The Coalition of African Lesbians (CAL) is a feminist and Pan Africanist network based in Johannesburg- South Africa with a mission to promote freedom, justice and bodily autonomy not only for lesbians but all women in the Africa and all over the world. It was founded by 50 activists at the Sex and Secrecy Conference that was held in Johannesburg by the International Association for the Study of Sexuality, Culture and Society in 2003. The Director is Dawn Cavanagh  who is a South African feminist, activist and Pan Africanist since 2010. Today, with 14 organizations in 11 countries under her umbrella all over Sub Saharan Africa, the scope of work by the coalition varies from advocacy, campaigns, strengthening the capacities of the member organizations to special projects for key populations, human rights defenders and women’s health. (

On 8th August 2018, CAL was hit by a heavy blow when the African Commission on Human and People Rights (ACHPR) revoked her observer status during the African Union (AU) Summit held in Mauritania. This decision was made a month after CAL had won her battle of 7 years in a bid to attain the observer status at the ACHPR through a wide aggressive African campaign. The revocation of CAL’s observer status was communicated through a letter from the ACHPR Secretariat. The reason given for this demise was CAL’s lack of compliance with the Executive Council of the AU decisions of 2016 and 2018. It’s not the first time the coalition has been rejected by the ACHPR after continuous frustration from AU. According to the Institute for Security Studies (7th September 2018), during the African Union (AU) Summit in 2010, CAL’s observer status was denied after a delay in acceptance of their application since 2008. The ACPHR faced a tough decision to recognise CAL as it was alleged that CAL didn’t promote nor protect human rights as per the African Charter even though it met the criteria for the observer status desired for any human rights NGO to take part in the commission proceedings. It was not until 2015 that another application sent by CAL in 2014 was finally approved. Since then, the AU Executive Council mounted pressure on the ACHPR to drop CAL insisting that the ACHPR should consider “the fundamental African values, identity and good tradition thus withdraw the observer status granted to NGOs who may attempt to impose values contrary to African values.” (Daily Maverick, 7th September 2018). After all the futile efforts made by AU to push for the withdrawal of CAL from the list of observers in the ACHPR, it finally succeeded.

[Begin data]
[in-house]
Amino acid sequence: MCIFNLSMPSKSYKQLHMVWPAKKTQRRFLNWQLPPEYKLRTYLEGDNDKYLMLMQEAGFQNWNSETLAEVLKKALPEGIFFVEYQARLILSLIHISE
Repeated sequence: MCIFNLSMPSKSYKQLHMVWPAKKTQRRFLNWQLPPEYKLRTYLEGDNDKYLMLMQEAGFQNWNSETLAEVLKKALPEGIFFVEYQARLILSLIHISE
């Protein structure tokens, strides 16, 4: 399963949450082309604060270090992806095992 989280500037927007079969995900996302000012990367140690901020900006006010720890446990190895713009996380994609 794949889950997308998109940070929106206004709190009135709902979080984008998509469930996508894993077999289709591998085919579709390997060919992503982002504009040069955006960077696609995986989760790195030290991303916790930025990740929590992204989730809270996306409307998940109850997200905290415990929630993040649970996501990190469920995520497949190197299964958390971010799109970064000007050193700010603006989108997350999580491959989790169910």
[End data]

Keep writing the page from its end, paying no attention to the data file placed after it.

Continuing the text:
Besides homosexuality, the drop of CAL’s observer status is a demonstration of patriarchy and misogyny by the leaders of African countries. Donna A.M. Smith, CAL’s Director of Development stated that “The withdrawal of CAL’s observer status exemplifies the backlash that women and LGBTQI movements are facing on the continent in their work for the recognition of issues of autonomy, sexuality and gender in the human rights framework as well as persistent attacks on their rights to freedom of expression and association.” The ACPHR has been initially criticised for its selective stance on the protection of human rights. Even though it is independent, there were chances that the AU would temporarily suspend its activities by withholding funding had it not heed to the force by the AU to revoke CAL’s observer status. (

The ACHPR should be responsible for the preservation of human and people’s rights in Africa. The AU must allow the commission to create an open space where all human rights issues can freely be debated and discussed instead of those that member states reckon are politically relatable which will be crucial to the effectiveness of the ACHPR. CAL should be credited for always using her status on this forum to present human rights violations widely experienced by all women and sexual minorities. So its withdrawal indicates the exclusion of African women from human rights’ platforms which shows the selection of “politically approved rights” over others.

Photo credit: